Man ‘survived hanging’ in Iran


The 37-year-old man, identified only as ‘Alireza M’, was initially ‘put to death’ at the regime’s Bojnourd prison last Wednesday.

Amnesty International has urged Iran to stop the execution of a man who was found alive at a morgue a day after being hanged.

The 37-year-old man, identified only as “Alireza M”, was initially ‘put to death’ at the regime’s Bojnourd prison in the north east of the country last Wednesday for possessing a kilo of crystal meth.

After hanging for twelve minutes he was declared dead by doctors. However, when his family went to collect his body from the prison morgue the next day they discovered he was still breathing.

“We found him alive again, which made his two daughters very happy,” an unnamed family member told Iranian state media.

The condemned man is now being nursed back to health in preparation for a repeat of the execution. “The verdict was the death sentence, and it will be carried out once the man gets well again,” an official told the BBC.

A judge reportedly said the man would be executed again “once medical staff confirm his health condition is good enough”.

“The horrific prospect of this man facing a second hanging, after having gone through the whole ordeal already once, merely underlines the cruelty and inhumanity of the death penalty,” said Philip Luther, Director of Amnesty International’s Middle East and North Africa Programme.

“The Iranian authorities must immediately halt Alireza M’s execution and issue a moratorium on all others.”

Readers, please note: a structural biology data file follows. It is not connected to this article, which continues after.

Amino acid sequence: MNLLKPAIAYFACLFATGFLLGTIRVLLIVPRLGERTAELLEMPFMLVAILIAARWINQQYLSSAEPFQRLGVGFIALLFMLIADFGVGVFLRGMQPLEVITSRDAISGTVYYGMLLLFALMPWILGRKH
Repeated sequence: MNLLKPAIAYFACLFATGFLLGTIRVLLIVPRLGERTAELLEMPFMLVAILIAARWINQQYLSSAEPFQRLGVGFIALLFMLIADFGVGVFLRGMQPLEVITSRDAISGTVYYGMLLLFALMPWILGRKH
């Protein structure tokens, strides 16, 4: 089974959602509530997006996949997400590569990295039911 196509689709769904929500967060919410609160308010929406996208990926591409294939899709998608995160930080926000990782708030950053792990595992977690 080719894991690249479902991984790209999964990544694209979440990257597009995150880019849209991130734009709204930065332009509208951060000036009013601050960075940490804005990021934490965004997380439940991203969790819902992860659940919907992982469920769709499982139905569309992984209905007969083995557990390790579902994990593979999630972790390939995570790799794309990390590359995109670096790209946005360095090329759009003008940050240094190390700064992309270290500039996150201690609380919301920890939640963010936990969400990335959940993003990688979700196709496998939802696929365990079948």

According to the campaign group the Iranian authorities have executed at least 508 people in 2013, including 221 executions that have not been officially confirmed. Amnesty claims that the majority of these were connected to drug offences.

Earlier this week, in an unrelated incident, the execution of a man convicted of murder was disrupted after his relatives hurled a grenade, thirty people are thought to have been injured in the incident.

The secretary general of the Iranian judiciary’s high council for human rights, Mohammad Javad Larijani, expressed doubts in 2011 that the death penalty reduces crimes related to drug trafficking.

Alireza M is now reported to be in a “satisfactory” condition in hospital.

“Carrying out a second execution on a man who somehow managed to survive 12 minutes of hanging – who was certified as dead and whose body was about to be turned over to his family – is simply ghastly.

It betrays a basic lack of humanity that sadly underpins much of Iran’s justice system,” said Philip Luther.


About Author

Leave A Reply